Sixteenth Sunday After Pentecost
- Exodus 16:2-15
- Psalm 105:1-6, 37-45
- Philippians 1:21-30
- Matthew 20:1-16
The Parable of the Workers in the Vineyard
I was an L.A. kid. My favorite sport
was baseball. The weather was always kind
enough for a game. My friends and I
knew the batting averages and the earned run
averages of the players in the PCL,
and all the major league stats. I followed the Angels.
It was always a treat to go to Wrigley Field
with my dad and watch the Angels play ball.
I never went without some friends from school.
One Saturday, my dad took me and two
of my friends to an Angels game. We sat near
the back of the lower section overlooking
first base. There was a section in front of us
right by the visitors’ dugout completely empty.
These seats were the most expensive in the park,
but today, those ticket holders did not show up.
Wrigley had a custom to let the local kids
into the stands after a couple of innings,
just to fill up the ballpark. It was a neighborly policy
with the surrounding community in south L.A.
and it helped to boost the noise for the home team.
When a boisterous group of black kids commandeered
the seats in the coveted section down below,
a man sitting near us began to grumble
about them in a loud voice. This same man
was telling his companion at the start of the game
how pleased he was with his seats at the ballpark.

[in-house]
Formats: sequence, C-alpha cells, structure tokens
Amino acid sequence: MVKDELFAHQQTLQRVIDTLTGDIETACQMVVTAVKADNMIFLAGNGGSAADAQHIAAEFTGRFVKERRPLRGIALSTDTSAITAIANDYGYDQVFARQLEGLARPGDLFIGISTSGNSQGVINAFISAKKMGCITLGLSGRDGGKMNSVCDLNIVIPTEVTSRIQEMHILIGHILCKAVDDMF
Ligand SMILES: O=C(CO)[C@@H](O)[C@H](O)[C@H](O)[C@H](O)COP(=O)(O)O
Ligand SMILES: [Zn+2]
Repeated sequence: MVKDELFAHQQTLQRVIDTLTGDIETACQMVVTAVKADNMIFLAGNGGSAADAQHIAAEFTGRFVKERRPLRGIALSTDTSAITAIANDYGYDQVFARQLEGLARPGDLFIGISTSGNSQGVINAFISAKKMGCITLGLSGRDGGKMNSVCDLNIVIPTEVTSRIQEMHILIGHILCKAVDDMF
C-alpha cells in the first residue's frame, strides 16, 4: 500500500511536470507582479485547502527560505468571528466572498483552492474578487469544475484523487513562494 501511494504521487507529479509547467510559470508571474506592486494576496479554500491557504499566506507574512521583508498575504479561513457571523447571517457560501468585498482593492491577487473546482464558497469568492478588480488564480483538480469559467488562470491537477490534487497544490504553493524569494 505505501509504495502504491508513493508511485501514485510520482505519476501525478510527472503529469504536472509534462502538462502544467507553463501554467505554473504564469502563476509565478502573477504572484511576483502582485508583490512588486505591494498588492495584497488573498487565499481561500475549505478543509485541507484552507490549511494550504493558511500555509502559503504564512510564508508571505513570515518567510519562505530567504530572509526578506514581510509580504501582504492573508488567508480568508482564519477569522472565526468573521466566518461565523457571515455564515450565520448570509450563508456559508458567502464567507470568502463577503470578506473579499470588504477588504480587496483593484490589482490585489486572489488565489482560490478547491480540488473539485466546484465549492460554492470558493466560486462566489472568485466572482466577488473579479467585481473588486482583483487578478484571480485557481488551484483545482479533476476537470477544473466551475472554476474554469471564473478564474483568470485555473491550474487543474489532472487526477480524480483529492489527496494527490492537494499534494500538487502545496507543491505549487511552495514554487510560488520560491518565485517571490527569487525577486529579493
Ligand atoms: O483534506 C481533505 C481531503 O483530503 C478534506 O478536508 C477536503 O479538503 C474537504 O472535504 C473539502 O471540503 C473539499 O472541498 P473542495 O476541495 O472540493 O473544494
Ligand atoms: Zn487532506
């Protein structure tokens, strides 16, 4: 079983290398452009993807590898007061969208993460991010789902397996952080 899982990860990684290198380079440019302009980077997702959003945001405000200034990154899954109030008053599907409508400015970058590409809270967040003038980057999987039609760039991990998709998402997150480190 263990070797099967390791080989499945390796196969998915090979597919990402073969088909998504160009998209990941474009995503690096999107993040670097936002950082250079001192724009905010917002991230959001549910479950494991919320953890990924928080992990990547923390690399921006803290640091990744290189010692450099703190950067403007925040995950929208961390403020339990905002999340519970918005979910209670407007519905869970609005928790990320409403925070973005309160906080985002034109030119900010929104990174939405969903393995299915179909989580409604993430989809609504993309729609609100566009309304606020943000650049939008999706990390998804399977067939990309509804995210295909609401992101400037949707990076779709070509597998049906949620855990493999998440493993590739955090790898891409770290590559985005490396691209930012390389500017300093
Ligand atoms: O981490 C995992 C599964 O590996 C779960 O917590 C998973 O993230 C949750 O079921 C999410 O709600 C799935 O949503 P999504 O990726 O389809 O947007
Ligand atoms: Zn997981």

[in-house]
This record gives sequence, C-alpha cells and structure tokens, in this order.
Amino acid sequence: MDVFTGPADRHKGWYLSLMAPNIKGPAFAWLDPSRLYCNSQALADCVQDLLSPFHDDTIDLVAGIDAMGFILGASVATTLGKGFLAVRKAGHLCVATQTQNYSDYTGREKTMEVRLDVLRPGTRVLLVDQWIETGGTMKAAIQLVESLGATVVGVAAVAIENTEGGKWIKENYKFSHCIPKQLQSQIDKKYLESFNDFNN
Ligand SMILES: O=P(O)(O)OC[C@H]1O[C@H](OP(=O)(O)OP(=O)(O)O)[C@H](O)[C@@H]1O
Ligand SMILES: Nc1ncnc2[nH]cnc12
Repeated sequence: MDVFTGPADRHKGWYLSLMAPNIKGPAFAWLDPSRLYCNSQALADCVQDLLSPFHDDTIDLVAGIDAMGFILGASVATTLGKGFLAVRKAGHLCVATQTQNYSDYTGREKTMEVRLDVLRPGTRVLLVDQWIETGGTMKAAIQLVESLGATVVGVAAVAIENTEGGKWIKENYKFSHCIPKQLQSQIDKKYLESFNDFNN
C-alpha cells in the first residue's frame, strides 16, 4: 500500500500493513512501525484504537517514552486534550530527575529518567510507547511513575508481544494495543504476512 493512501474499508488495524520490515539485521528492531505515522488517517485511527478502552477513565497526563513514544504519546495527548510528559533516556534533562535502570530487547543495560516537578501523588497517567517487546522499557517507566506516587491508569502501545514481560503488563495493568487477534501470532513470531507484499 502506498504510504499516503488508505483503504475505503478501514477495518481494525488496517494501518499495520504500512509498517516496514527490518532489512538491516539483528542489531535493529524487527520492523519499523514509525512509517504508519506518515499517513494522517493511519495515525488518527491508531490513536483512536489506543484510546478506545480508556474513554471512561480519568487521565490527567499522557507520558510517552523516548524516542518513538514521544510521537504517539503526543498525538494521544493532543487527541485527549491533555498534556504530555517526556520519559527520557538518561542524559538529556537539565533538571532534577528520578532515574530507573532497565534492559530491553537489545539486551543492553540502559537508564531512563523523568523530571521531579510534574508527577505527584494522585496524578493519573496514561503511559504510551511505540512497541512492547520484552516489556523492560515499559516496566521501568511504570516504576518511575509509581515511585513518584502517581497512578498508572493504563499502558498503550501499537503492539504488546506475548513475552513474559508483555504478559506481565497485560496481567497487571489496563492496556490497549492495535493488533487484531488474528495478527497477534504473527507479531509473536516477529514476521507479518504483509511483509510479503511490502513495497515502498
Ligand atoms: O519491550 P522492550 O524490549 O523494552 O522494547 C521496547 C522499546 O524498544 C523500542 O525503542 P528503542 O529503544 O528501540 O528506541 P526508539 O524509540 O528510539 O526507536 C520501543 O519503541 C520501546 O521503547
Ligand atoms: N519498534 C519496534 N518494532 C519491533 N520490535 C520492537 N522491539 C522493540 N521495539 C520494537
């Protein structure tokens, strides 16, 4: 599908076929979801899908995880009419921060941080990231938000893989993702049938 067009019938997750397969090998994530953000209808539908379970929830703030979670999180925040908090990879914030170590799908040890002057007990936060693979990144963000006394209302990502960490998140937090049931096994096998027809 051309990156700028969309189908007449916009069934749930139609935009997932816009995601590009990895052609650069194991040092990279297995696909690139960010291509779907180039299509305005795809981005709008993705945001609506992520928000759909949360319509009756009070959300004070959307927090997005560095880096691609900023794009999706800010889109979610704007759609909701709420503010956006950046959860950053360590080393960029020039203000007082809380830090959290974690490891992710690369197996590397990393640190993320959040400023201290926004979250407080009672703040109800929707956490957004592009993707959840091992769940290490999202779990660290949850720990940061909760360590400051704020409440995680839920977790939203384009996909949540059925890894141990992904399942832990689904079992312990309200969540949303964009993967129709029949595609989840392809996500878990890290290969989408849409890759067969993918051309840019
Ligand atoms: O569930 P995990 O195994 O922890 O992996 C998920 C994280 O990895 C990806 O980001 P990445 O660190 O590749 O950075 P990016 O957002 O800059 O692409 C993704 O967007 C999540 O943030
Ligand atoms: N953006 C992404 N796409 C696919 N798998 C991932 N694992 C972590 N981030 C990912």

He did have great seats, but it made him angry
when poor kids sat closer to the action.
The man complained and muttered racial slurs
for two innings before my father finally
had enough. Dad was sure the commentary
was ruining the experience for me and my friends.
After one racist rant too many, my father turned
to him and said, “Hey, knock it off.
We’re trying to watch the game.” The man was caught
off guard, “Well, it isn’t fair. I paid good money
for these seats, and those kids don’t deserve
the luxury box.” Dad said, “I heard you bragging
about your seats when you came in. You said
they were perfect. What happened? Relax,”
he said gesturing toward the buoyant fans
in the stands, “enjoy the game with the rest of us.”
It worked. We never heard another word.
Later, my dad explained it this way:
“It is a gift just to be there at Wrigley Field
where the sun is shining and the Angels are winning.
Be happy. It doesn’t matter where you sit.”
September 20, 2020
If you would like to comment about the poetry or contact me, you can reach me at firstname.lastname@example.org.
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